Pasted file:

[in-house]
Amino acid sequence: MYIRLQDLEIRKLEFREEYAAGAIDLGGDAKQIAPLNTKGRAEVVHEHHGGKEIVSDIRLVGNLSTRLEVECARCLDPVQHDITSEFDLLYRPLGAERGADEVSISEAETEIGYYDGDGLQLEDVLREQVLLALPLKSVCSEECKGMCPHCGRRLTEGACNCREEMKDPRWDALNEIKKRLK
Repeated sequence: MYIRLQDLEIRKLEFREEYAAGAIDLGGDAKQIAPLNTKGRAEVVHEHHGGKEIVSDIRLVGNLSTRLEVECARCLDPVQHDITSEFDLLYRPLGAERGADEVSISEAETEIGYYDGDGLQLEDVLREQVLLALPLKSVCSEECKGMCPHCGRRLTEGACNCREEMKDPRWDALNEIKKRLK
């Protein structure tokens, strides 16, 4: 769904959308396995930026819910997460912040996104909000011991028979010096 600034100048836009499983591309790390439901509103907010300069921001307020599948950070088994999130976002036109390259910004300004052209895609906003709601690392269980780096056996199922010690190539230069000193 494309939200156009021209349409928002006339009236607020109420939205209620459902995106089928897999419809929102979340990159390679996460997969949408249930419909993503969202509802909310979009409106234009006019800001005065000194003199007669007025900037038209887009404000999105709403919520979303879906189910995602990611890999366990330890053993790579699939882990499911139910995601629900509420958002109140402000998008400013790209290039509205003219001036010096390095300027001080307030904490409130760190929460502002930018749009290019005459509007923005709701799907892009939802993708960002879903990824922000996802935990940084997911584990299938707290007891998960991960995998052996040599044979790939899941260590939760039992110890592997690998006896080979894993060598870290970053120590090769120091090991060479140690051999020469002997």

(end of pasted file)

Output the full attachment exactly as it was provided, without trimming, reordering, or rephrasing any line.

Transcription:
[in-house]
Amino acid sequence: MYIRLQDLEIRKLEFREEYAAGAIDLGGDAKQIAPLNTKGRAEVVHEHHGGKEIVSDIRLVGNLSTRLEVECARCLDPVQHDITSEFDLLYRPLGAERGADEVSISEAETEIGYYDGDGLQLEDVLREQVLLALPLKSVCSEECKGMCPHCGRRLTEGACNCREEMKDPRWDALNEIKKRLK
Repeated sequence: MYIRLQDLEIRKLEFREEYAAGAIDLGGDAKQIAPLNTKGRAEVVHEHHGGKEIVSDIRLVGNLSTRLEVECARCLDPVQHDITSEFDLLYRPLGAERGADEVSISEAETEIGYYDGDGLQLEDVLREQVLLALPLKSVCSEECKGMCPHCGRRLTEGACNCREEMKDPRWDALNEIKKRLK
């Protein structure tokens, strides 16, 4: 769904959308396995930026819910997460912040996104909000011991028979010096 600034100048836009499983591309790390439901509103907010300069921001307020599948950070088994999130976002036109390259910004300004052209895609906003709601690392269980780096056996199922010690190539230069000193 494309939200156009021209349409928002006339009236607020109420939205209620459902995106089928897999419809929102979340990159390679996460997969949408249930419909993503969202509802909310979009409106234009006019800001005065000194003199007669007025900037038209887009404000999105709403919520979303879906189910995602990611890999366990330890053993790579699939882990499911139910995601629900509420958002109140402000998008400013790209290039509205003219001036010096390095300027001080307030904490409130760190929460502002930018749009290019005459509007923005709701799907892009939802993708960002879903990824922000996802935990940084997911584990299938707290007891998960991960995998052996040599044979790939899941260590939760039992110890592997690998006896080979894993060598870290970053120590090769120091090991060479140690051999020469002997």